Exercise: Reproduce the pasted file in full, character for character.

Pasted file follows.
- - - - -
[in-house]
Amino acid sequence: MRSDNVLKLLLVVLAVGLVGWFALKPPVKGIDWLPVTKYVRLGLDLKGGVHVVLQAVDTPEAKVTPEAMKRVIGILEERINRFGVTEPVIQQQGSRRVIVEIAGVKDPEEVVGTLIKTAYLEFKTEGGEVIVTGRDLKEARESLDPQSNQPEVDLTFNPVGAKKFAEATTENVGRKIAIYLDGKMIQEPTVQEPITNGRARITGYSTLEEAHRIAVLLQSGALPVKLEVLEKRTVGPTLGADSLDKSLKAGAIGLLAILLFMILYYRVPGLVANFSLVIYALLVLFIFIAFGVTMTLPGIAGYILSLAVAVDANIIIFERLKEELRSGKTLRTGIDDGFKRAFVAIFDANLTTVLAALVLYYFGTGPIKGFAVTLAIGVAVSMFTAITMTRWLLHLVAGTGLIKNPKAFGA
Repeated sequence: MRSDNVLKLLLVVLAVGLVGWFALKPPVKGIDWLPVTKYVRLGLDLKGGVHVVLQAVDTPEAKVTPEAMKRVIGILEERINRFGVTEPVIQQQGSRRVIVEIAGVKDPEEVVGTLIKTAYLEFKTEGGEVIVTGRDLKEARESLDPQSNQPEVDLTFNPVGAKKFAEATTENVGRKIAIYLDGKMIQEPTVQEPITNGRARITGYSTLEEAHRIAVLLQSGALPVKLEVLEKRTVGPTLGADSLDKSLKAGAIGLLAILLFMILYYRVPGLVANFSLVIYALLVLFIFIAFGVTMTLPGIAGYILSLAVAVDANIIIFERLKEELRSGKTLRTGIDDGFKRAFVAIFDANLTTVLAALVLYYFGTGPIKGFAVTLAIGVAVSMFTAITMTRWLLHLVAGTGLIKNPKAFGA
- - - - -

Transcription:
[in-house]
Amino acid sequence: MRSDNVLKLLLVVLAVGLVGWFALKPPVKGIDWLPVTKYVRLGLDLKGGVHVVLQAVDTPEAKVTPEAMKRVIGILEERINRFGVTEPVIQQQGSRRVIVEIAGVKDPEEVVGTLIKTAYLEFKTEGGEVIVTGRDLKEARESLDPQSNQPEVDLTFNPVGAKKFAEATTENVGRKIAIYLDGKMIQEPTVQEPITNGRARITGYSTLEEAHRIAVLLQSGALPVKLEVLEKRTVGPTLGADSLDKSLKAGAIGLLAILLFMILYYRVPGLVANFSLVIYALLVLFIFIAFGVTMTLPGIAGYILSLAVAVDANIIIFERLKEELRSGKTLRTGIDDGFKRAFVAIFDANLTTVLAALVLYYFGTGPIKGFAVTLAIGVAVSMFTAITMTRWLLHLVAGTGLIKNPKAFGA
Repeated sequence: MRSDNVLKLLLVVLAVGLVGWFALKPPVKGIDWLPVTKYVRLGLDLKGGVHVVLQAVDTPEAKVTPEAMKRVIGILEERINRFGVTEPVIQQQGSRRVIVEIAGVKDPEEVVGTLIKTAYLEFKTEGGEVIVTGRDLKEARESLDPQSNQPEVDLTFNPVGAKKFAEATTENVGRKIAIYLDGKMIQEPTVQEPITNGRARITGYSTLEEAHRIAVLLQSGALPVKLEVLEKRTVGPTLGADSLDKSLKAGAIGLLAILLFMILYYRVPGLVANFSLVIYALLVLFIFIAFGVTMTLPGIAGYILSLAVAVDANIIIFERLKEELRSGKTLRTGIDDGFKRAFVAIFDANLTTVLAALVLYYFGTGPIKGFAVTLAIGVAVSMFTAITMTRWLLHLVAGTGLIKNPKAFGA